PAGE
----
8) Lyle Waggoner is probably why I like the Steve Trevor character. They managed to get him perfect in the first season. There are so many ways to get this character wrong: you can overmacho him and make him a jerk (making us wonder why she likes him), you can dedicate a storyline to how she teaches him to be a better person (neglecting that a, there should be a reason she likes him and b, this is not his story, this is her story and he's supposed to be the catalyst for her life change so he'd better be fucking worth leaving Paradise for in the first place), or you can dedicate a storyline to how his masculinity is threatened by her success (which goes counter to the very concept of this character).
They avoided all three here. He's a decent human being on all fronts (though not without his jerky moments like all people), a bit sexist but it manifests in the well-meaning chivalry side (like when he tries to shield her from an explosion) rather than kneejerk chauvinism (hell, in the beauty contest episode he has the same reaction as her to first seeing all the women in a secure area). They even do away with his Loisesque dismissal of Diana Prince's abilities, and he genuinely listens to her as a colleague and a friend. He starts out the series as a war hero, and as the season goes on you get to see him do heroic things in between being kidnapped, tied up and knocked unconscious. Basically, you watch this guy and understand why Wonder Woman has a crush on him.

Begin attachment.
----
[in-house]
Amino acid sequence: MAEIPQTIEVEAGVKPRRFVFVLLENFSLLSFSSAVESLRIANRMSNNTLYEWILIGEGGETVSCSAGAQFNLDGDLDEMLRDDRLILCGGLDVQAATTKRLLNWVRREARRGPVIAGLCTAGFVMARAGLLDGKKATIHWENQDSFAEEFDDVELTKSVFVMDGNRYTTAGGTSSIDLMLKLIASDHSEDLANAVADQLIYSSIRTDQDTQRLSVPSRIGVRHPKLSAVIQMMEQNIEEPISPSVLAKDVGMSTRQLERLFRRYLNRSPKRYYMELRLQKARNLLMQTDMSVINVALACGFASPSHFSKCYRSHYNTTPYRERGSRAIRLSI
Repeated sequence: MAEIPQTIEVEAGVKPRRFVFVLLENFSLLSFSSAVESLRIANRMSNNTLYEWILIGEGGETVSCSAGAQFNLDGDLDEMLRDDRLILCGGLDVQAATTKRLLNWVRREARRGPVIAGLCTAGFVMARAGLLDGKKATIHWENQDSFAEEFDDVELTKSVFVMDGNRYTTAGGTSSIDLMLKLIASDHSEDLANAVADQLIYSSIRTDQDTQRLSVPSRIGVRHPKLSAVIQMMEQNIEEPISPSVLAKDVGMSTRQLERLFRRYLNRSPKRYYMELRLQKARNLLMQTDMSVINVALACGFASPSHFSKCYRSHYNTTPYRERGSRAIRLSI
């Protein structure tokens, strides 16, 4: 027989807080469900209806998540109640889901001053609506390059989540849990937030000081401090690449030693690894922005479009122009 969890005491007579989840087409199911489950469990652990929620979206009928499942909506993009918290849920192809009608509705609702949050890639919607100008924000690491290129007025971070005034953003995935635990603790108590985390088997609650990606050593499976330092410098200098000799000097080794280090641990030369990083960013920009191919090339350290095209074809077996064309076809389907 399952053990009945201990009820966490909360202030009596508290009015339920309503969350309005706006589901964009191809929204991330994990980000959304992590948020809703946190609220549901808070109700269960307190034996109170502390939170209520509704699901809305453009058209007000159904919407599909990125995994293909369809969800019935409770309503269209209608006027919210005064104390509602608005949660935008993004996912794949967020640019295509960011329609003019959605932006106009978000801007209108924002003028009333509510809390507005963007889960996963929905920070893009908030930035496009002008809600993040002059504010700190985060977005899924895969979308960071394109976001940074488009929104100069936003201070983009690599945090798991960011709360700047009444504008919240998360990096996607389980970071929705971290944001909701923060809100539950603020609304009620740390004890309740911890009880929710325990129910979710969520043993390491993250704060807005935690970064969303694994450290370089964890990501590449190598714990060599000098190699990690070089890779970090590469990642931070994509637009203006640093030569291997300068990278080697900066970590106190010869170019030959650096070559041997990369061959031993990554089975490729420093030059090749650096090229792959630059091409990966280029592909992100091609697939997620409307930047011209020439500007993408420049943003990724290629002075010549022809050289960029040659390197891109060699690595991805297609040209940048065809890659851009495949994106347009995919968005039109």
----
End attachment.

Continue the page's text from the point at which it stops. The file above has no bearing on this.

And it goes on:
Because he's already a stand-up human being to begin with, he doesn't need Wonder Woman to show him the error of his ways and the character development can focus on Diana and her effect on the world at large rather than just her effect on one person through love. He does get to be fleshed out, and they do try to examine his morality and honor as a military person at some points but ultimately the people who change and grow are the side characters and the bad guys in this series. I like that for Wonder Woman, because we have plenty of great stories out there about the transformative power of a woman's love on a good man so we really don't need to go to that well when the point of the franchise is to focus on the transformative power of a woman's idealism, optimism, and ability on the whole world.